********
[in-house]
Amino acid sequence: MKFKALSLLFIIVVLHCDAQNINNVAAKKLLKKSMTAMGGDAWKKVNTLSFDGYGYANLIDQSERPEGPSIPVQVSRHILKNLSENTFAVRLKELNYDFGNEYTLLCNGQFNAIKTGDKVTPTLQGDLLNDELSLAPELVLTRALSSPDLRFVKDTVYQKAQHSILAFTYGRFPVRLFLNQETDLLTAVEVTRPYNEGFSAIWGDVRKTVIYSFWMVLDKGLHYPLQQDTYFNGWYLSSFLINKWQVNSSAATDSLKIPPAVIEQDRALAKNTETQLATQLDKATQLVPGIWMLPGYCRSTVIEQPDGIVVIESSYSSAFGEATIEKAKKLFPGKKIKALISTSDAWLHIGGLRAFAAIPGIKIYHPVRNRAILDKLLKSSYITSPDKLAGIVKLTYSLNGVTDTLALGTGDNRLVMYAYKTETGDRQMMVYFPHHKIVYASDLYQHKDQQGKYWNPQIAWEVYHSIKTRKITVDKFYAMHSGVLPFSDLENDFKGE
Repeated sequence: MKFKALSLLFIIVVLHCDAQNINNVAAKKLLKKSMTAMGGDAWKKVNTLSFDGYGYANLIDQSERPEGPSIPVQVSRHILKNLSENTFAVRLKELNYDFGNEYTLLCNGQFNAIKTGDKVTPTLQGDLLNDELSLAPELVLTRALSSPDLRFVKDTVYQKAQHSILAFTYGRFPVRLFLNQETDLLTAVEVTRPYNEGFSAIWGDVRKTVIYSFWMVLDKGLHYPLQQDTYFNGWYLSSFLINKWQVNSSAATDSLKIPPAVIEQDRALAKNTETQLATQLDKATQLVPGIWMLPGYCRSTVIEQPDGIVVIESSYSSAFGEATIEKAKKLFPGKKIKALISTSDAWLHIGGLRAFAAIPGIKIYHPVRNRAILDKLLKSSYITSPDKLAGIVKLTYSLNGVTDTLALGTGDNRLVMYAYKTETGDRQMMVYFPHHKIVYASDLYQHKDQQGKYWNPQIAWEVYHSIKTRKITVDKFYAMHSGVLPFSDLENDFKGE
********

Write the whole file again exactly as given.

[in-house]
Amino acid sequence: MKFKALSLLFIIVVLHCDAQNINNVAAKKLLKKSMTAMGGDAWKKVNTLSFDGYGYANLIDQSERPEGPSIPVQVSRHILKNLSENTFAVRLKELNYDFGNEYTLLCNGQFNAIKTGDKVTPTLQGDLLNDELSLAPELVLTRALSSPDLRFVKDTVYQKAQHSILAFTYGRFPVRLFLNQETDLLTAVEVTRPYNEGFSAIWGDVRKTVIYSFWMVLDKGLHYPLQQDTYFNGWYLSSFLINKWQVNSSAATDSLKIPPAVIEQDRALAKNTETQLATQLDKATQLVPGIWMLPGYCRSTVIEQPDGIVVIESSYSSAFGEATIEKAKKLFPGKKIKALISTSDAWLHIGGLRAFAAIPGIKIYHPVRNRAILDKLLKSSYITSPDKLAGIVKLTYSLNGVTDTLALGTGDNRLVMYAYKTETGDRQMMVYFPHHKIVYASDLYQHKDQQGKYWNPQIAWEVYHSIKTRKITVDKFYAMHSGVLPFSDLENDFKGE
Repeated sequence: MKFKALSLLFIIVVLHCDAQNINNVAAKKLLKKSMTAMGGDAWKKVNTLSFDGYGYANLIDQSERPEGPSIPVQVSRHILKNLSENTFAVRLKELNYDFGNEYTLLCNGQFNAIKTGDKVTPTLQGDLLNDELSLAPELVLTRALSSPDLRFVKDTVYQKAQHSILAFTYGRFPVRLFLNQETDLLTAVEVTRPYNEGFSAIWGDVRKTVIYSFWMVLDKGLHYPLQQDTYFNGWYLSSFLINKWQVNSSAATDSLKIPPAVIEQDRALAKNTETQLATQLDKATQLVPGIWMLPGYCRSTVIEQPDGIVVIESSYSSAFGEATIEKAKKLFPGKKIKALISTSDAWLHIGGLRAFAAIPGIKIYHPVRNRAILDKLLKSSYITSPDKLAGIVKLTYSLNGVTDTLALGTGDNRLVMYAYKTETGDRQMMVYFPHHKIVYASDLYQHKDQQGKYWNPQIAWEVYHSIKTRKITVDKFYAMHSGVLPFSDLENDFKGE